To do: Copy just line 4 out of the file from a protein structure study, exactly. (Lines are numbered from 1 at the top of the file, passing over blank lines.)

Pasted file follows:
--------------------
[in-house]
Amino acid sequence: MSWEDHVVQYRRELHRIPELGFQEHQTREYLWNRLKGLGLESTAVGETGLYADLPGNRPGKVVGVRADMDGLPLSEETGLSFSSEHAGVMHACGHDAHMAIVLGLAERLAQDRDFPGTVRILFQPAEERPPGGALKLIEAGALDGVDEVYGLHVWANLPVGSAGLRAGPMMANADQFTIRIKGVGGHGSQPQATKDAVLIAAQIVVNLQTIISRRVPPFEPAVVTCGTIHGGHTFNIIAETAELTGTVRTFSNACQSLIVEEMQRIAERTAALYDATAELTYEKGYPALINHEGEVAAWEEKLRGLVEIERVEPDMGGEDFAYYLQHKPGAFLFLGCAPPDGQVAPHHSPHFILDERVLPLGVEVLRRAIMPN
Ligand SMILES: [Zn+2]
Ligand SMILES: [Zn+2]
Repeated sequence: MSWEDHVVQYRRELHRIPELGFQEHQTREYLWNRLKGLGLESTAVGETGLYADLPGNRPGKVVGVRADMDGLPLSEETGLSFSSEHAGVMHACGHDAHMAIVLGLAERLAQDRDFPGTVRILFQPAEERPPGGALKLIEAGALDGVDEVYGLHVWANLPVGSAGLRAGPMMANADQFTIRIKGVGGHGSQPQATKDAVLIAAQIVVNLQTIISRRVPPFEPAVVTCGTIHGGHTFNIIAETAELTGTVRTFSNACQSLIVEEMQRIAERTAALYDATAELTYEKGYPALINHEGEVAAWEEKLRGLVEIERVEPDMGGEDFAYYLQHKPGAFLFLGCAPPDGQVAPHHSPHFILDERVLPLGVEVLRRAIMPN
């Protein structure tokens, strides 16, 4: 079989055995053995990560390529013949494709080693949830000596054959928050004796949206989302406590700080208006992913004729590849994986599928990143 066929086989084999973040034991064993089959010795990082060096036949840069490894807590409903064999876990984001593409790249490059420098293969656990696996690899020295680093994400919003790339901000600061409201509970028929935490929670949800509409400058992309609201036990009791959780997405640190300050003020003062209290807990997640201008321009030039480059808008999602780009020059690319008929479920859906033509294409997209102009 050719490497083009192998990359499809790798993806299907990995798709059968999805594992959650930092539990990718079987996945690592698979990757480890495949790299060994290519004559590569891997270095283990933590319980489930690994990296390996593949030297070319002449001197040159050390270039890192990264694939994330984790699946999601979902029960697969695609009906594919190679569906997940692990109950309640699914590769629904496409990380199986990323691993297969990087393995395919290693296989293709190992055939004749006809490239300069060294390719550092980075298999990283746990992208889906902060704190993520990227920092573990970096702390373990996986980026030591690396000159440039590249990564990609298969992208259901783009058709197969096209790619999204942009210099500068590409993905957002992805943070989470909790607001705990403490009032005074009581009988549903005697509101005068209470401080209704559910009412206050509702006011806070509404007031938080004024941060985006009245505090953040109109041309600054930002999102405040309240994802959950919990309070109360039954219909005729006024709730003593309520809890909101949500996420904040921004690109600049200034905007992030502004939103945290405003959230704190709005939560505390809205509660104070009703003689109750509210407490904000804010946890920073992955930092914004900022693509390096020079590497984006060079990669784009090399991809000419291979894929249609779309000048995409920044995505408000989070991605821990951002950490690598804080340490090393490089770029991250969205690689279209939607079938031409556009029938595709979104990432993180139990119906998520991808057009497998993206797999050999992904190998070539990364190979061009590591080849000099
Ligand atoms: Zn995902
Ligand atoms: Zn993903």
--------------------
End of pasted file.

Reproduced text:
Ligand SMILES: [Zn+2]